This series profiles the Kids Who Play tennis. They’re not famous and they’re probably not future world champion players – they are part of the legion of kids for whom tennis is a sport that they enjoy and it’s an important part of their lives. Their stories show how tennis has benefited them and we believe they are all role models and ambassadors for the life-long game of tennis. Through the Kids Who Play we aim to demonstrate how you can play tennis and achieve personal milestones and goals at any and all levels of play.
When did you start playing tennis?
I’m 14 now and I started to play when I was 4 or 5 years old. I can’t remember anything about it! I’ve seen pictures though.
How often do you play and what is your training schedule?
During the school term I play 5 days a week. I have 2 or 3 squads with other kids, I have a small group session where we play doubles and I have an individual lesson. That changes on the holidays. I usually play tournaments on the holidays and have just a few lessons.
Do your school friends play tennis?
No! I’m the only one – it’s really sad! They don’t understand tennis at all! However, I love that I have two groups of friends – my school friends and my tennis friends. My school friends follow my tennis on Instagram! I post pictures from my tournaments.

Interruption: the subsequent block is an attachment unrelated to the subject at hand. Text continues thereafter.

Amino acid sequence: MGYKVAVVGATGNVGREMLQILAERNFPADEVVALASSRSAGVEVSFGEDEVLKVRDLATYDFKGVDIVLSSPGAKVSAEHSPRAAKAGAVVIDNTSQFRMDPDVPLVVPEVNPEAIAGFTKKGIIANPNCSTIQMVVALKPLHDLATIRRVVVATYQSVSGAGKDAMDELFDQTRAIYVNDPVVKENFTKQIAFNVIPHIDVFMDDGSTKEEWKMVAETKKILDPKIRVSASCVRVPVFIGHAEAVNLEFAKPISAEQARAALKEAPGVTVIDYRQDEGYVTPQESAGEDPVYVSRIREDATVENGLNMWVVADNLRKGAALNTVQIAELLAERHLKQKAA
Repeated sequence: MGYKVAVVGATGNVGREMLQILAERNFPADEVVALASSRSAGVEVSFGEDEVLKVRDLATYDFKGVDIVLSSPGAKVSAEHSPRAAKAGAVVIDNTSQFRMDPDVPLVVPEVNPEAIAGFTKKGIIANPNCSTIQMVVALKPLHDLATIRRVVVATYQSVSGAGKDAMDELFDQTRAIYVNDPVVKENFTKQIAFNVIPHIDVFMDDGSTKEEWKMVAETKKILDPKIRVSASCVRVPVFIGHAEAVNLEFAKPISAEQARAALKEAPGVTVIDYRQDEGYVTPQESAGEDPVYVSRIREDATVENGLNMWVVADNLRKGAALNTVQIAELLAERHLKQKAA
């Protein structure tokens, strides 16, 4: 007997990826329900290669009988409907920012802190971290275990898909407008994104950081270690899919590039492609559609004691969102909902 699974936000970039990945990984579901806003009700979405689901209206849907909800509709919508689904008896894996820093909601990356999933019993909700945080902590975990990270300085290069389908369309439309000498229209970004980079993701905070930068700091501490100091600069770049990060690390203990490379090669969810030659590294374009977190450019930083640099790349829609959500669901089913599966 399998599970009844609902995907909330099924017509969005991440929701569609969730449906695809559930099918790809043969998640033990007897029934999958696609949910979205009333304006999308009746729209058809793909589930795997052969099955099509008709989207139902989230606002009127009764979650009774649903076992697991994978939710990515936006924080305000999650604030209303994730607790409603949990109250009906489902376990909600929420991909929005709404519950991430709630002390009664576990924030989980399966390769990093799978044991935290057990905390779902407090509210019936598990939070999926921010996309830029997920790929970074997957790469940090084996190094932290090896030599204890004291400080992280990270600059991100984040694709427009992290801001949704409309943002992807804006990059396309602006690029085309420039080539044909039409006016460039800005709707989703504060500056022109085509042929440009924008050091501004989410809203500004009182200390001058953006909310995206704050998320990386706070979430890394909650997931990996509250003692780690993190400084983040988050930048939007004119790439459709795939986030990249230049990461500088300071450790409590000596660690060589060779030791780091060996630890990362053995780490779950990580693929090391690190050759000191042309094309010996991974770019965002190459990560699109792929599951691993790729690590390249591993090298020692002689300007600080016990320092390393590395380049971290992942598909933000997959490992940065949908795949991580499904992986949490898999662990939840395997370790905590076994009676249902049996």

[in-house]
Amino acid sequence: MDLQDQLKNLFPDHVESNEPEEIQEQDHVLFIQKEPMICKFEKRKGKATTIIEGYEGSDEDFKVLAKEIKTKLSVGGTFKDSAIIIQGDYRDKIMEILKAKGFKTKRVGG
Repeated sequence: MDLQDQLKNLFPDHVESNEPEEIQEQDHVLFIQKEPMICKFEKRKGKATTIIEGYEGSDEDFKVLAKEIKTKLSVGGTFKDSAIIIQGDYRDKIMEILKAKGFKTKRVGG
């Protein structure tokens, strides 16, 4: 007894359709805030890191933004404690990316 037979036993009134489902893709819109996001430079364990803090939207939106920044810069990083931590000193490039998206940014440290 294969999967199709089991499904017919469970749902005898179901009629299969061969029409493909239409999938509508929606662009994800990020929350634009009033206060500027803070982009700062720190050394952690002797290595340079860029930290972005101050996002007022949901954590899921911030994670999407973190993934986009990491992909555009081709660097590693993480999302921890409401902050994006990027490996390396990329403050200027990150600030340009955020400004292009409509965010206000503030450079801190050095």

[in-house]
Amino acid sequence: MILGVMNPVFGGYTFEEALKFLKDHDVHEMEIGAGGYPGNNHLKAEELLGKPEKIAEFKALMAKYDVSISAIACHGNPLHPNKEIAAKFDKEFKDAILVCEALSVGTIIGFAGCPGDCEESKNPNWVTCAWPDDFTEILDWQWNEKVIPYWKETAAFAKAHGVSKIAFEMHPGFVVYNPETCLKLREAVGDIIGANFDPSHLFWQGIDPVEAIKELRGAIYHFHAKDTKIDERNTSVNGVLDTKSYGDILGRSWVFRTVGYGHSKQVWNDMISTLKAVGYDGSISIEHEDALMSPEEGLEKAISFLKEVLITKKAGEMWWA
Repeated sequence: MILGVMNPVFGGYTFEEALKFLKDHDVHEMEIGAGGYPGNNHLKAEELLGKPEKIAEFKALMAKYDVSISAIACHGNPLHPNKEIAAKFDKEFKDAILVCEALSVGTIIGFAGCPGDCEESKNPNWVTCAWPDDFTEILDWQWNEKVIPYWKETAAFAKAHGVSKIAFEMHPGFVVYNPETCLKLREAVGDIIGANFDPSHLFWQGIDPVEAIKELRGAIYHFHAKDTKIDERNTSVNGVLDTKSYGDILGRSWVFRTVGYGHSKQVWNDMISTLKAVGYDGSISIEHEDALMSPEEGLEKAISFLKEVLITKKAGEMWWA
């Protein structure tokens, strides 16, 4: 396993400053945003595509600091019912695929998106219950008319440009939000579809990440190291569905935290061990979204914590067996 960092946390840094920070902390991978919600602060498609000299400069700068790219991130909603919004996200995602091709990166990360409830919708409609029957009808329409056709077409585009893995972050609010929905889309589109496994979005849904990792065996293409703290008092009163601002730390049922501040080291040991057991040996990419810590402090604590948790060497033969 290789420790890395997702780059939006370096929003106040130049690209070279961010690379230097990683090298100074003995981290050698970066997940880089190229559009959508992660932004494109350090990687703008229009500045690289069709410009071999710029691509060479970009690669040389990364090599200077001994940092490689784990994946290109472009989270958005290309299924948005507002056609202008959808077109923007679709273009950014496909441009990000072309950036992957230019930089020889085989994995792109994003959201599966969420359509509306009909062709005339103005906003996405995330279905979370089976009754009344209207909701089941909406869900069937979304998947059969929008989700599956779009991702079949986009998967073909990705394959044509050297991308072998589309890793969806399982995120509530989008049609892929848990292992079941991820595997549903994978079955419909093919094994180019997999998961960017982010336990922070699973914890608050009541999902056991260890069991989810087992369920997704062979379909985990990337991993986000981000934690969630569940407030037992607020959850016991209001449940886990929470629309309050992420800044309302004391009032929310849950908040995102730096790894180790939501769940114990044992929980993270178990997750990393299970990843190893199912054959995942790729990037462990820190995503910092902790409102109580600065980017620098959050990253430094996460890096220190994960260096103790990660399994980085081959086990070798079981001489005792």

Who is your favourite tennis player?
Roger Federer… He’s a great champion and my on-court manner is like his. He always looks calm and in control! I’m the same.
What has been the biggest challenge that you’ve had as a player?
I hate it when people, especially my mum or my dad, watch me play. Recently at the County Championships I had to play right in front of a big crowd. That was awful! I don’t like everyone’s attention being on me – 5 or 10 people is fine, but 30 people is too much! I had to ignore them and I tried to avoid looking at them – just play.
Another challenge is that sometimes I don’t feel like playing – but I have to. I can’t just not go. My squad is booked, my coach is booked and if I don’t turn up it lets the squad and my coach down. So, I just get on with it – but even though I enjoy it once I get going, it is hard on the days when I just don’t feel like playing. My mum says that’s a part of “real life” – she doesn’t always feel like working either but she does it anyway!